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New; CD8 (Cytotoxic) T-Cell Lymphoma

MChantal's picture
Posts: 107
Joined: Apr 2013

Well, the title says it all. Kyle has been diagnosed with CD8 T-Cell Lymphoma. In which, I am finding it hard to find information on this type of lymphoma because I do not think it is the correct diagnosis name. I think it actually is something along the lines of Cutaneous T-Cell Lymphoma. So I am awaiting the doctor's notes.

We are grateful tho, still, that it is note Hepatosplenic Gamma Delta T-cell Lymphoma. And, that there is 90% chance of getting Kyle into remission. Than it turns into a 60/40% ratio to cure this cancer. However, Kyle is the perfect candiate, so to say. Because, he is young, has no past medical history and well, before this was in great health. The boy could run a mile and a half in 5 mins and 34 seconds!

The plan of action is;

  • Port placement next week
  • Predisone started
  • 6 cycles of CHOP-R
  • After chemo, stem cell replacement (due to the aggression of his lymphoma which had a rapid onset)

We are ready to beat this! Bring it on cancer!

I think I failed to mention that I am currently in the nursing program at the University of New Mexico here in Albuquerque about to start my second semester. Talk about helping me decide whether I truly want to become a nurse...Haha.


illead's picture
Posts: 749
Joined: Aug 2012


     I don't know anything about T-cell lymphomas but it sounds very encouraging that Kyle will get through this.  I know it must be a big relief for you both and your families.  Now you know what the battle is and how to fight it and great odds.  We are so happy for you.  How coincidental that you are studying nursing.  You two will do fine now that you have a light at the "middle" of the tunnel.  You have everything going for you.  Please keep us all in loop and we will be here whenever either of you need us.    Kyle gets to experience prednisone Wink Sue is the expert on that.  The very best to you both, we'll be thinking of you, Bill & Becky

P.S. BTW, you make a handsome couple.


MChantal's picture
Posts: 107
Joined: Apr 2013

It is actually a big relief, that we know what it is. Finally, after 2 months of contemplation. It's okay tho, we are as ready as we can be for this. Our families are both amazing in what they have done for us so far. We leave back home tomorrow from MN and my mother is already at our home making sure the vents are cleaned, with new pads, and is setting up so we can clean and sanitize the house complete. Make it "Chemo proof!" Ha!

I will definitely have to talk with Sue about Prednisone. From the little blogs I have read, it should be a trip! Lol.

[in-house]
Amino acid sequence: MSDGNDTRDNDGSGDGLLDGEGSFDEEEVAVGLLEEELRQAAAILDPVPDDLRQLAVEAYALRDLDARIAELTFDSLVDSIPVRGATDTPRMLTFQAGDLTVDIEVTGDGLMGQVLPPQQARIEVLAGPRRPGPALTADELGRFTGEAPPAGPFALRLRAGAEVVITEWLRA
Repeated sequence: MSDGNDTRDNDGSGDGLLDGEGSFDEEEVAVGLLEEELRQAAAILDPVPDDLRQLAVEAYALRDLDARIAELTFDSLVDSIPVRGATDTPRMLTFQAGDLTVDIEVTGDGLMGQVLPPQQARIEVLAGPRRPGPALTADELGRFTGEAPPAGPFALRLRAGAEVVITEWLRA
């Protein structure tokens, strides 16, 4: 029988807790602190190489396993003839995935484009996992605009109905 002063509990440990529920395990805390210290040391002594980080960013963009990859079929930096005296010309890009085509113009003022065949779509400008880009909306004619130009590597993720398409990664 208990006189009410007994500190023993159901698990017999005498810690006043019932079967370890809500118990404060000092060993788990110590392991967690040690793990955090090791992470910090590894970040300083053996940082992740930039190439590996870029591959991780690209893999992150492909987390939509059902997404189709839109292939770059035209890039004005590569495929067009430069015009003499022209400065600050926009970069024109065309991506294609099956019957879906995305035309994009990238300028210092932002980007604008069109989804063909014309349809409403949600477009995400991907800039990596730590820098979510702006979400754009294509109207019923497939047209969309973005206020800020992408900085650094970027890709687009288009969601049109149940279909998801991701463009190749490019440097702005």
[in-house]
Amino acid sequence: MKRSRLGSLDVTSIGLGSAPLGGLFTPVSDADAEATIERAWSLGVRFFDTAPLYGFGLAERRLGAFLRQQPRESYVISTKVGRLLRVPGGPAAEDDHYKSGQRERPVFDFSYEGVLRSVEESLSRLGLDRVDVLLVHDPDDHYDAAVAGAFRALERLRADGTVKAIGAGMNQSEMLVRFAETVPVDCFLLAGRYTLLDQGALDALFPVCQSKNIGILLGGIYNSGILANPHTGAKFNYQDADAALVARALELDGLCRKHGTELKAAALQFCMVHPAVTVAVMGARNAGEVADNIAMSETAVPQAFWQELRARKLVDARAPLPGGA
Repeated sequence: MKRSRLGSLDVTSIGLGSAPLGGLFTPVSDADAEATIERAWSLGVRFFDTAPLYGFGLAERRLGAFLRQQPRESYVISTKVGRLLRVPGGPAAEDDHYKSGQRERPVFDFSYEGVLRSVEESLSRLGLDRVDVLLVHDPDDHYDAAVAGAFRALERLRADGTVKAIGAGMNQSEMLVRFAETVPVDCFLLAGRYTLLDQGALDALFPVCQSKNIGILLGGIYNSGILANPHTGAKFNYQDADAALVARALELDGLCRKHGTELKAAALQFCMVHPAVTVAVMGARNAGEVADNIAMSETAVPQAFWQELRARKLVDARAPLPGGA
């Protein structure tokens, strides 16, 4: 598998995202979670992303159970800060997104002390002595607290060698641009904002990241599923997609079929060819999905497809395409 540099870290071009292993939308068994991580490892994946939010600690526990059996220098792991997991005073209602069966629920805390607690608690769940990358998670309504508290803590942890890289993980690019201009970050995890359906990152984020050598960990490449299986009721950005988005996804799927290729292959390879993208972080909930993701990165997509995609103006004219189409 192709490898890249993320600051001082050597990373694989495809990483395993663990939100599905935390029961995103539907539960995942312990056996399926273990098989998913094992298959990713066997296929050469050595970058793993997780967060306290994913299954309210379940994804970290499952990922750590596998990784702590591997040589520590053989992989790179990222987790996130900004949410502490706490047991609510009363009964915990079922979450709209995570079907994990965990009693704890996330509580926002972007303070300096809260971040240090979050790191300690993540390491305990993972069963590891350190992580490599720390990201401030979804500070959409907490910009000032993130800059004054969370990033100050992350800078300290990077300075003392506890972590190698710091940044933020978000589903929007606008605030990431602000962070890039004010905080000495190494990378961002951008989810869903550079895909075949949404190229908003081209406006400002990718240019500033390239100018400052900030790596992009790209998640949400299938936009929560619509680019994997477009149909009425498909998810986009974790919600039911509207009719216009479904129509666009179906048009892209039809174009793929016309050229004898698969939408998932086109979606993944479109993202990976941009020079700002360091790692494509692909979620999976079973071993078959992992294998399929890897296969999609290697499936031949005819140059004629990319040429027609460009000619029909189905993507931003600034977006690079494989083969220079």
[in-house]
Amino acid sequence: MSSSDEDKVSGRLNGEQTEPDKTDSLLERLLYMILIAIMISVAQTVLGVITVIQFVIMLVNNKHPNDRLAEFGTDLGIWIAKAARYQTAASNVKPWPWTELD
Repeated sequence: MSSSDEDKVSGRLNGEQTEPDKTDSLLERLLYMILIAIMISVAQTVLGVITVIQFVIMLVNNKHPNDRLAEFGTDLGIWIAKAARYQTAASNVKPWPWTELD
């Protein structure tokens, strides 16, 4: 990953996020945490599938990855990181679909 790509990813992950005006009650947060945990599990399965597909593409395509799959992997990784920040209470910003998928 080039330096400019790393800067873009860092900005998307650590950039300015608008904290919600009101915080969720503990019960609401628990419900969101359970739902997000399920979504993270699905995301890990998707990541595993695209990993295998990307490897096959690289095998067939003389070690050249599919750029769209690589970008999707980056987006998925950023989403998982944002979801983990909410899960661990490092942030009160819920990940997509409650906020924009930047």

Thank you very much Bill & Becky for the support.

P.S.S. Thank you again for the comment about us :)

anliperez915's picture
Posts: 772
Joined: Sep 2011

Hi Michelle,

Sending you both positive vibes, I just know that you guys will be ok! 

I visited Albuquerque in 2010, I had my graduation there..I live in El Paso, anyway I loved the city especially Casa Rondañe and El Pinto Restuarant. Wish I could go back just to have another wine glass from there hehehe :D

take care and please keep us updated



jimwins's picture
Posts: 2111
Joined: Aug 2011

Hi Michelle and Kyle.  I'm glad you have a diagnosis and things look hopeful. Many of us here have been on similar regimens (R-EPOCH here).  One thing often suggested here is to get a second opinion.  I know in my case, I was told a stemcell transplant would be the next step if my cancer recurred. October 2013 will make two years remission for me and we'll talk about getting my extra nipples (dual port) removed ;).

You will certainly be enhancing your nursing education with this.  You will meet some wonderful medical staff and most likely learn alot from the nurses on your team.  Just know you guys are not alone here.

Hugs and postive thoughts - Jim

po18guy's picture
Posts: 722
Joined: Nov 2011

I have been intreatment for an unknown subtype of Peripheral T-Cell Lymphoma (NOS) for almost 5 years. There are several subtypes that are known and some are indolent, or slow growing. These are normally Cutaneous Lymphomas that present in the skin. However, other forms can be quite aggressive. There has been a huge amount of progress made in the past few years against T-Cell Lymphomas, yet little is known about them. Prognosis is generally given as poor, but I have no evidence of disease at the 5-year mrk, so it is obvious that there is a lot of hope. If you can obtain the precise diagnosis, it will help yoiu to know treatment types as well as potential outcomes.

Although I am only a patient, I would caution you to watch the progression of treatment closely. Since most T-Cell Lymphomas are aggressive, treatment should be immediately effective. If it is not, I woukd seek an alternative chemotherapy regimen quickly, as these types do not allow much time for error. You might ask doctor what plan B is, since these are also known to be resistent to chemotherapy, and to relapse once treatment is completed. I know this is not very reassuring, but the fact that I am here (when I had about 12 weeks to live at my diagnosis in 2008) should provide at least some hope. All the best to you!

Rocquie's picture
Posts: 777
Joined: Mar 2013


Michelle, it is so good to see you smiling (beaming;glowing) and sounding so much better than you did when you posted before. You and Kyle have come a long way in a short time. I will continue positive thoughts and prayers for you.


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